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Donina Stewart Skiing in The Cairngorms

I have strong memories of the Cairngorms. I think everyone who has lived in the Highlands does. You drive through them on the A9, rattle past them on the train and sometimes get the opportunity to ski down them in the winter. I will always remember the contrast of brilliant white snow and the dark water of Loch Morlich when at the top Ptarmigan cafe.  I’ll remember skiing down the heathery slopes and the veins of snow that remain all year round. 

My grandmother Donina Stewart is exactly 70 1/2 years older than me. We share a half birthday.  She was born in 1923 and grew up in Dulnain Bridge in Speyside with the Cairngorms as a backdrop. After growing up in the hills she left to train as a nurse in Inverness where she met my grandfather Alistair Stewart. Then onto Edinburgh, London and, after marrying, to Kenya.  I interviewed her to hear her memories of the hills and what has changed in her 95 years. 

You have lived in Africa with Grandpa and when there lived near two of your sisters. What would you all reminisce about while away from home? 

We would still meet for a picnic! Kenya was very like the highlands really - lovely trees all around. But we would remember as children when we were taken by buses to the bottom of the Cairngorms then climbing up from the bottom with no roads on a track as a school girl. Then coming home in the evening and having a big bonfire and bacon and eggs by Loch Morlich.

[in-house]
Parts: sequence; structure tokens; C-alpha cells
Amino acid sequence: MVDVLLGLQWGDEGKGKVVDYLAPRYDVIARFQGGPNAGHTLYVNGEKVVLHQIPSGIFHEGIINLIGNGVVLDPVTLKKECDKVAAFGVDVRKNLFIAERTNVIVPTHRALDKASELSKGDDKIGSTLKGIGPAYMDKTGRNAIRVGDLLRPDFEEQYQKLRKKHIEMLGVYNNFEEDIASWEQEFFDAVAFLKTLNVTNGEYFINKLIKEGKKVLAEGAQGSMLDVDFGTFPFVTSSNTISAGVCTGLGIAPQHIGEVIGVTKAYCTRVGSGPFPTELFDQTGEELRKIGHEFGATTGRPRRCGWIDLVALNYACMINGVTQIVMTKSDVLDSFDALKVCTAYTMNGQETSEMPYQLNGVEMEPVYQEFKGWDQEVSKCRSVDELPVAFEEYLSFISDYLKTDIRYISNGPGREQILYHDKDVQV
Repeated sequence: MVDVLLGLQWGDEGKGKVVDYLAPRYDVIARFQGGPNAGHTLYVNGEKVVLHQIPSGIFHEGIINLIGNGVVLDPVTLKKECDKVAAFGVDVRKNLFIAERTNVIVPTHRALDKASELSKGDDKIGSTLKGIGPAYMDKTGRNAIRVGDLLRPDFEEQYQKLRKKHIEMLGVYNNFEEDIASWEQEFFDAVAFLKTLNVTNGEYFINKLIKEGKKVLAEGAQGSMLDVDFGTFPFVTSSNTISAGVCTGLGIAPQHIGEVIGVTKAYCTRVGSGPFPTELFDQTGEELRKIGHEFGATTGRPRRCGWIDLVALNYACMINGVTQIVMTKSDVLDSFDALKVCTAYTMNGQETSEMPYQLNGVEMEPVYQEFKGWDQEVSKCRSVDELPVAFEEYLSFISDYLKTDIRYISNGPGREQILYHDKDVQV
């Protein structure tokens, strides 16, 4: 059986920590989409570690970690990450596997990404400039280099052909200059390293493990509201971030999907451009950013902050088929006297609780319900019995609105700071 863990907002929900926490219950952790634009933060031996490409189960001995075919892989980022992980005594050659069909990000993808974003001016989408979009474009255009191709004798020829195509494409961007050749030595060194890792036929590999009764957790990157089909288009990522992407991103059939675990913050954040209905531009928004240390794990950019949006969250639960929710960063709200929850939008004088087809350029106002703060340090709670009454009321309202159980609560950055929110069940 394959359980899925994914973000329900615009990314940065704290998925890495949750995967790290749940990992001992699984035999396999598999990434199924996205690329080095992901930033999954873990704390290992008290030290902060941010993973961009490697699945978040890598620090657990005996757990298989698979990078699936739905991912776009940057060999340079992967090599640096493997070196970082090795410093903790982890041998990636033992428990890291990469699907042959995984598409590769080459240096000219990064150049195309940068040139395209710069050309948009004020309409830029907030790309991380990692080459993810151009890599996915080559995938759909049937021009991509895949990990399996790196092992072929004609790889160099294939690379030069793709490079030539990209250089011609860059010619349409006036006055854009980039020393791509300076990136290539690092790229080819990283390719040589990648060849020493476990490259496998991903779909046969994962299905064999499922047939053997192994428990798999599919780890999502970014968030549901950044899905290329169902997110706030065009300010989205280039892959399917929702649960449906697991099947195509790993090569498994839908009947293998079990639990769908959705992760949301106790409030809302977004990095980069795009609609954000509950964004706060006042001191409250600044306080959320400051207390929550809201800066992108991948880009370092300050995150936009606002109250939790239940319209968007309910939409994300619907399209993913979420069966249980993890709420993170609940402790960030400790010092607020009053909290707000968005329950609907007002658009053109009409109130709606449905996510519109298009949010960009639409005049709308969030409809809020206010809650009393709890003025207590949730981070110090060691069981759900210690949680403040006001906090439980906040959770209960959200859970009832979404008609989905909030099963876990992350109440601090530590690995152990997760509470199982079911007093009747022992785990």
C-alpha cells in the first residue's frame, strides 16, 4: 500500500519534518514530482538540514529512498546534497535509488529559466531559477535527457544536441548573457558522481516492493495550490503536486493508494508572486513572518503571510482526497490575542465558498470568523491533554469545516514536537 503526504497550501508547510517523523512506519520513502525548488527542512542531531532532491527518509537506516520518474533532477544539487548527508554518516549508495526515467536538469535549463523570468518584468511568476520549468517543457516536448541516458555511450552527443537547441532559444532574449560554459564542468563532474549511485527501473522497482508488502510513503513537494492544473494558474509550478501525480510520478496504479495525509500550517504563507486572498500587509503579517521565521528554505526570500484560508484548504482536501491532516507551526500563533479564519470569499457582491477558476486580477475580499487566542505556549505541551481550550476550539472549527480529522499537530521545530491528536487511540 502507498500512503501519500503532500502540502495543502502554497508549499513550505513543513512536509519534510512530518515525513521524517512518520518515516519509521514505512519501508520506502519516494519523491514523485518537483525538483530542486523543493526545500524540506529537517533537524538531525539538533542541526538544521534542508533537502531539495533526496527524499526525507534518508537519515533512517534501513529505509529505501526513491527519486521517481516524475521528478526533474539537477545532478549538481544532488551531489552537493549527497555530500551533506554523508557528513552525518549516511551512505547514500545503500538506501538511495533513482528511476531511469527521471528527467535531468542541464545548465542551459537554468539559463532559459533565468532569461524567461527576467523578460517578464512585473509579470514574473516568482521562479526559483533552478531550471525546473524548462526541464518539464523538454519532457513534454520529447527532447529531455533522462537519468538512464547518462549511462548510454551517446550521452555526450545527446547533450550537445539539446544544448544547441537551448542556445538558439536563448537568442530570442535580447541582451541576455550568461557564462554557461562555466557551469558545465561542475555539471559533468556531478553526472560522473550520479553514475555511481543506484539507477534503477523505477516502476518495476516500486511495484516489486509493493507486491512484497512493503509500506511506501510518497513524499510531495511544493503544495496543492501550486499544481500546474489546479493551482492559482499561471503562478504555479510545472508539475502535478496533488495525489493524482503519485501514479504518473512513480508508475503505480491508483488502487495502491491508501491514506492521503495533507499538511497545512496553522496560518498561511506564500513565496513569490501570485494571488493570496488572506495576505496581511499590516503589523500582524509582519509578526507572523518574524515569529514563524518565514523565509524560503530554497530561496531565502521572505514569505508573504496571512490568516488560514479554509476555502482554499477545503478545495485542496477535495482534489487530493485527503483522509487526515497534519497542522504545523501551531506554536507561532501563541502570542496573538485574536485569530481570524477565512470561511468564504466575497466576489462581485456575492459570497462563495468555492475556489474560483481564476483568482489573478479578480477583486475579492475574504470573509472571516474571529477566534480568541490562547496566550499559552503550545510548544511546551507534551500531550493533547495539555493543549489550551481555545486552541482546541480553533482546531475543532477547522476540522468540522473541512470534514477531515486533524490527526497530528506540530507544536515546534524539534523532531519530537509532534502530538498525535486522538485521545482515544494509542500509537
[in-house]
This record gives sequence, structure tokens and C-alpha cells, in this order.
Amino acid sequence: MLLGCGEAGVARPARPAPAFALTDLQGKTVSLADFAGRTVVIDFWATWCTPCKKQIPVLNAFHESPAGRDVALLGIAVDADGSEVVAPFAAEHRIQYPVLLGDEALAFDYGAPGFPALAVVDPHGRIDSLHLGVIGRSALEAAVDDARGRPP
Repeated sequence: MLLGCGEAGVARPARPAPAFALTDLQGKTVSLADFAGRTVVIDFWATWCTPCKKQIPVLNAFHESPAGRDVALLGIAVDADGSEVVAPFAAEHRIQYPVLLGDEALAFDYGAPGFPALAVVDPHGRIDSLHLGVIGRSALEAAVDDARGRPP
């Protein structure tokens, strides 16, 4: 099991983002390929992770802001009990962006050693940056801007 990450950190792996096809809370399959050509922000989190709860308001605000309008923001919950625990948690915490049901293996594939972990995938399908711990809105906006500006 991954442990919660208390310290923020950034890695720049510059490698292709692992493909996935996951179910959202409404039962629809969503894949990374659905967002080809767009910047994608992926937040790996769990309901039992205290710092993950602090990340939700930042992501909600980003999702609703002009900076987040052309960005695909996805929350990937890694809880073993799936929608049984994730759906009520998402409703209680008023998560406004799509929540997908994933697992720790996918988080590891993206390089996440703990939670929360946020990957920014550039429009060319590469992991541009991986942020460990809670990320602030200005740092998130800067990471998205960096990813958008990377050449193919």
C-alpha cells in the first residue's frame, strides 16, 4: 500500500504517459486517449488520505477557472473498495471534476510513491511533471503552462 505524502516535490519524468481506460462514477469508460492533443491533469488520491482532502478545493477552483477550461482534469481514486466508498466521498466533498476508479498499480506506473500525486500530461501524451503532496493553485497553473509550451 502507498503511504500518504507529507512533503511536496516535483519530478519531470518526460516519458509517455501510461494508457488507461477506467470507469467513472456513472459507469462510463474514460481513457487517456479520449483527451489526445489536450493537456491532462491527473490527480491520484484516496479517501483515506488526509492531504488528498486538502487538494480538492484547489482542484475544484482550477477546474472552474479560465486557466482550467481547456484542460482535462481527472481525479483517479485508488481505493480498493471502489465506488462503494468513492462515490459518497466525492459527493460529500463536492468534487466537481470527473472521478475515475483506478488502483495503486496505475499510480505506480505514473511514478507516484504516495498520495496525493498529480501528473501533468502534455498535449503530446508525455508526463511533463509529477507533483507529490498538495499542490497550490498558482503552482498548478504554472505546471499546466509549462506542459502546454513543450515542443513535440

You were never allowed to the mountains till June. It was too dangerous, it was a major event to go up the Cairngorms because there was a lot more snow back then. The snow was so bad that the funerals happened with horse and sled and they couldn’t dig the graves because the ground was frozen. It was such a different world really. There was no electricity, much the same as in Kenya.

There was nobody in the Cairngorms, it was a wild place with deer and wild cats. No houses nearby like today. 

We were the only ones with skis back in the day, Alistair was unique having a car! So to ski behind the car on Loch Morlich was very special.

Whilst at school we saved our pennies to go to the Tumutumu Mission in Kenya to support a Church of Scotland Mission. When in Kenya with Alistair we discovered that a boy, whose name was James Matoua, used to study at Tumutumu school was our help. We became great friends and when I was left alone at home James was left behind to look after me and his wife and a little boy who was the same age as Lachie would play. A small world really! 

The Highlands must have changed a great deal in your lifetime. What do you think is the biggest difference for children and young now growing up in the Highlands?

It didn’t change until much later. We had come back from Kenya and walked up the old route, we were having a picnic behind the shelter stone and suddenly the ski lift, we didn’t know it has existed, opened and the Americans arrived in big hats and handbags. We were having a tin of sardines after slogging up the hard way! Each small village in Speyside was its own community, even going to Inverness was a major event

Even to see an airplane we all ran out of our houses to see.

Stella and Donina Stewart

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